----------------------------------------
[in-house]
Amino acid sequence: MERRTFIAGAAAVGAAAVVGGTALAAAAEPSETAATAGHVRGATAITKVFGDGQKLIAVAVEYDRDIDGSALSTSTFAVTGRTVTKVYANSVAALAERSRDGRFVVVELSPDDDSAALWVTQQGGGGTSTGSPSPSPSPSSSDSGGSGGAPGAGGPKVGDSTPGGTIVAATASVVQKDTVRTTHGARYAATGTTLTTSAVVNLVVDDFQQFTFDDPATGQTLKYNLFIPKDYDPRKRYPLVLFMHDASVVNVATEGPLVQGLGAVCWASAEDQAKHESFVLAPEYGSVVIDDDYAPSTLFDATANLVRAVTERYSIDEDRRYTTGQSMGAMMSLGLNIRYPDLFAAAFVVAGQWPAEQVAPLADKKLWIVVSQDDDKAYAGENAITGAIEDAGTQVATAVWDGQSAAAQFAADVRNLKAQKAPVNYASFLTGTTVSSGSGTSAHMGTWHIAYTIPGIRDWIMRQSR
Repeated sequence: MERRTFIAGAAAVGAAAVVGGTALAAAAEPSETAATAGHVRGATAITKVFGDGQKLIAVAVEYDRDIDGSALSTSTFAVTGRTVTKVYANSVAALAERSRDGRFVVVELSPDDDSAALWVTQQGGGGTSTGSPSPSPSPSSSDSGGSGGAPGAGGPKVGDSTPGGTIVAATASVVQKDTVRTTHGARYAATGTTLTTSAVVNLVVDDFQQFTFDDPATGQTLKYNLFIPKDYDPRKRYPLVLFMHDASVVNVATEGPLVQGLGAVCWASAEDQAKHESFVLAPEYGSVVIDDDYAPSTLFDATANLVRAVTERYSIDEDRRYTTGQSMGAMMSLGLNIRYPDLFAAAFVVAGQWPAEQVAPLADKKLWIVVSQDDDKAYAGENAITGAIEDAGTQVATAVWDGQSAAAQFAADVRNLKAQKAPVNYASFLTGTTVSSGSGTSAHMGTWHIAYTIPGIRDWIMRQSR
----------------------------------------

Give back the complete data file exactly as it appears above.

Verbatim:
[in-house]
Amino acid sequence: MERRTFIAGAAAVGAAAVVGGTALAAAAEPSETAATAGHVRGATAITKVFGDGQKLIAVAVEYDRDIDGSALSTSTFAVTGRTVTKVYANSVAALAERSRDGRFVVVELSPDDDSAALWVTQQGGGGTSTGSPSPSPSPSSSDSGGSGGAPGAGGPKVGDSTPGGTIVAATASVVQKDTVRTTHGARYAATGTTLTTSAVVNLVVDDFQQFTFDDPATGQTLKYNLFIPKDYDPRKRYPLVLFMHDASVVNVATEGPLVQGLGAVCWASAEDQAKHESFVLAPEYGSVVIDDDYAPSTLFDATANLVRAVTERYSIDEDRRYTTGQSMGAMMSLGLNIRYPDLFAAAFVVAGQWPAEQVAPLADKKLWIVVSQDDDKAYAGENAITGAIEDAGTQVATAVWDGQSAAAQFAADVRNLKAQKAPVNYASFLTGTTVSSGSGTSAHMGTWHIAYTIPGIRDWIMRQSR
Repeated sequence: MERRTFIAGAAAVGAAAVVGGTALAAAAEPSETAATAGHVRGATAITKVFGDGQKLIAVAVEYDRDIDGSALSTSTFAVTGRTVTKVYANSVAALAERSRDGRFVVVELSPDDDSAALWVTQQGGGGTSTGSPSPSPSPSSSDSGGSGGAPGAGGPKVGDSTPGGTIVAATASVVQKDTVRTTHGARYAATGTTLTTSAVVNLVVDDFQQFTFDDPATGQTLKYNLFIPKDYDPRKRYPLVLFMHDASVVNVATEGPLVQGLGAVCWASAEDQAKHESFVLAPEYGSVVIDDDYAPSTLFDATANLVRAVTERYSIDEDRRYTTGQSMGAMMSLGLNIRYPDLFAAAFVVAGQWPAEQVAPLADKKLWIVVSQDDDKAYAGENAITGAIEDAGTQVATAVWDGQSAAAQFAADVRNLKAQKAPVNYASFLTGTTVSSGSGTSAHMGTWHIAYTIPGIRDWIMRQSR